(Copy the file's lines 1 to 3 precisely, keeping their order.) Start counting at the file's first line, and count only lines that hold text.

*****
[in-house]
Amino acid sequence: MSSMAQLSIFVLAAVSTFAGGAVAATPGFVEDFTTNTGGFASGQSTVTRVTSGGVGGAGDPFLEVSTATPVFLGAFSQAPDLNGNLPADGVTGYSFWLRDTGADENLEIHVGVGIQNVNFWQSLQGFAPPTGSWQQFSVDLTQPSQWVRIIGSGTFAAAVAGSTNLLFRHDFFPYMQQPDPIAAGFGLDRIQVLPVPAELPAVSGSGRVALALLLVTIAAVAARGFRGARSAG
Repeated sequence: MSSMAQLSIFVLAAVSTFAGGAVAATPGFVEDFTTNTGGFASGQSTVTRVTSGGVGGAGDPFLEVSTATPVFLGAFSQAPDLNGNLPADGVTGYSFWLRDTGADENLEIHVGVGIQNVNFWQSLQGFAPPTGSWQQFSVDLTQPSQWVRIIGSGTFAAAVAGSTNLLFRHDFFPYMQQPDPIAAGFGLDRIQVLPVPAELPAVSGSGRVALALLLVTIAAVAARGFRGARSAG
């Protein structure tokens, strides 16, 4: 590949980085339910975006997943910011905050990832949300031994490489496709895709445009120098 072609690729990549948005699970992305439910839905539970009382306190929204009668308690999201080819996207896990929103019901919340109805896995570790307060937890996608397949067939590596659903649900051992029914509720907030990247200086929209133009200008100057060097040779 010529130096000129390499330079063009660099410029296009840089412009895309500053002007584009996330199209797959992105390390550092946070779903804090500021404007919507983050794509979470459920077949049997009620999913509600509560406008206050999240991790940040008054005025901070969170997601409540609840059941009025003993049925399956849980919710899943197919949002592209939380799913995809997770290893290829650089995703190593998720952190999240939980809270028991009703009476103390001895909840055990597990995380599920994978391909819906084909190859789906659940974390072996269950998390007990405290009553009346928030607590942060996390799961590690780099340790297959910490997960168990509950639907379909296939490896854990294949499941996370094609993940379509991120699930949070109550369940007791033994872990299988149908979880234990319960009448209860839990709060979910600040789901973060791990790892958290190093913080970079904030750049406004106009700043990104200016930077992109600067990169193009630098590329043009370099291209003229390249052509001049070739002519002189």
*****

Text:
[in-house]
Amino acid sequence: MSSMAQLSIFVLAAVSTFAGGAVAATPGFVEDFTTNTGGFASGQSTVTRVTSGGVGGAGDPFLEVSTATPVFLGAFSQAPDLNGNLPADGVTGYSFWLRDTGADENLEIHVGVGIQNVNFWQSLQGFAPPTGSWQQFSVDLTQPSQWVRIIGSGTFAAAVAGSTNLLFRHDFFPYMQQPDPIAAGFGLDRIQVLPVPAELPAVSGSGRVALALLLVTIAAVAARGFRGARSAG
Repeated sequence: MSSMAQLSIFVLAAVSTFAGGAVAATPGFVEDFTTNTGGFASGQSTVTRVTSGGVGGAGDPFLEVSTATPVFLGAFSQAPDLNGNLPADGVTGYSFWLRDTGADENLEIHVGVGIQNVNFWQSLQGFAPPTGSWQQFSVDLTQPSQWVRIIGSGTFAAAVAGSTNLLFRHDFFPYMQQPDPIAAGFGLDRIQVLPVPAELPAVSGSGRVALALLLVTIAAVAARGFRGARSAG